Phenology is the study of biological activity patterns through the seasons … or … (my definition) a list of what nature is doing at a particular time of year.
Chuck Tague, who supplies me with beautiful pictures like this one, used to publish a newsletter called The Nature Observer News. The other day I was reminiscing about his bi-monthly list of “What to Look For” that made me eager to get outdoors in every season. I relied on his phenology and now I miss it.
Last week [October 2008] I asked Chuck if he’d consider sending me abbreviated phenologies for southwestern Pennsylvania so I could post them on my blog every month. Happily, he was thinking of publishing The Nature Observer online and said I could piggyback.
[In 2008] Chuck launched his complete list for late October on his new blog, The Nature Observer’s Journal. Here’s the first hint of the treasures Chuck promises in southwestern Pennsylvania in the next two weeks:
- Fall colors reach their peak, especially red and sugar maples.
- First frost around October 20. First hard frost around Halloween.
- It’s hunting season! Wear blaze orange and be aware of Pennsylvania’s hunting seasons. Remember: Though Sunday is generally safer, some game can be hunted on Sundays.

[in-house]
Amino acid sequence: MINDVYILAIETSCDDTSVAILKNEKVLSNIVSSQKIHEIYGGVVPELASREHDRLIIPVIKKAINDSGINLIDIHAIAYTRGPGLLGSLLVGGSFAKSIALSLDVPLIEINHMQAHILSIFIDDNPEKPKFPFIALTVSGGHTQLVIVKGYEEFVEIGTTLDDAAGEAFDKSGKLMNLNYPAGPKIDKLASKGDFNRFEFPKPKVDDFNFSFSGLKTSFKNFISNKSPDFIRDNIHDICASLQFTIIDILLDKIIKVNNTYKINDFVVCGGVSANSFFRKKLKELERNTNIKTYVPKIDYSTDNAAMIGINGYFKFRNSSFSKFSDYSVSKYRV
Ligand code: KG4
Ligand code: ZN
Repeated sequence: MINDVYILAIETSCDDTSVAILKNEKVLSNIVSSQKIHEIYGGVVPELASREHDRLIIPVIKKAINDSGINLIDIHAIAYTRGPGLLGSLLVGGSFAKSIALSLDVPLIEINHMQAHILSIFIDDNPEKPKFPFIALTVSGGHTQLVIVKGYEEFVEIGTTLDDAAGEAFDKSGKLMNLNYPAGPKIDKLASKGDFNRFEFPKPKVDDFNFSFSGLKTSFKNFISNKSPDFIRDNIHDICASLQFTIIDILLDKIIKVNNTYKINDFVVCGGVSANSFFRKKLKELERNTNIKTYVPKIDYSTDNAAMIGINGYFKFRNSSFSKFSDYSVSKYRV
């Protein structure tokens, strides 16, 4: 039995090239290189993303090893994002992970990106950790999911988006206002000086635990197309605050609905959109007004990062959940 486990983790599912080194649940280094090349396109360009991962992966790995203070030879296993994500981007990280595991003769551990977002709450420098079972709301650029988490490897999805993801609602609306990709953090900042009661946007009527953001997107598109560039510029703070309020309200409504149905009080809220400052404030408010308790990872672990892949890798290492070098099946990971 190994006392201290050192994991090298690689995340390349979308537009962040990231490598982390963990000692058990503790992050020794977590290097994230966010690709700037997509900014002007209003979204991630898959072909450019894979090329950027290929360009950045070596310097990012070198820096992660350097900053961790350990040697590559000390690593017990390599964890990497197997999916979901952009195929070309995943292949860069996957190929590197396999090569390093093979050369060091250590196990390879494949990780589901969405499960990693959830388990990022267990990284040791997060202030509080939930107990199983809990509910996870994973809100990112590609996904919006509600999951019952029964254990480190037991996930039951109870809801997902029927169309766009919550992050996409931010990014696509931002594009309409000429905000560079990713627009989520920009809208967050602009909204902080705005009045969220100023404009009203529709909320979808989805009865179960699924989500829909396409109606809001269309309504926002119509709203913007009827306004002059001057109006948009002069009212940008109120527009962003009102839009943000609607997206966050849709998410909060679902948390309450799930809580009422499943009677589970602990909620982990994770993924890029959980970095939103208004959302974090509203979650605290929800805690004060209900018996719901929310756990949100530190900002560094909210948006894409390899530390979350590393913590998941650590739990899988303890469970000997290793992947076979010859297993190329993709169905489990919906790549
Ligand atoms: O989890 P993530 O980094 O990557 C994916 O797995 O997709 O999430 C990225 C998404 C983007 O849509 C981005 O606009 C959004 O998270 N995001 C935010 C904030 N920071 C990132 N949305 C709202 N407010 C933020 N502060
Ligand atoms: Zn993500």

- The first wave of ducks and geese migrate through our area.
- Hawk watches see lots of sharp-shinned and red-tailed hawks.
- Golden eagle migration peaks at the Allegheny Front in the third week of October.
- White-throated sparrows, dark-eyed juncos and American tree sparrows arrive to stay through the winter.
- Big flocks begin to form at dusk and dawn: grackles, robins, starlings and (my favorite) crows.
- Pitt’s peregrines stay active on migration days while food (small birds) and threats (other hawks) fly by.
- Most flowers have gone to seed but watch for blooming witch hazel, bottle gentian, hardy goldenrods and asters.
- By October 31 in Pittsburgh the shorter days will provide only 10.5 hours of sunlight.
- Be prepared to “fall back” on the first Sunday in November when we set our clocks to Standard Time. After that, evening rush hour will be in the dark.
For Chuck’s complete phenology for October, click here.
(photo of Flowering Dogwood by Chuck Tague)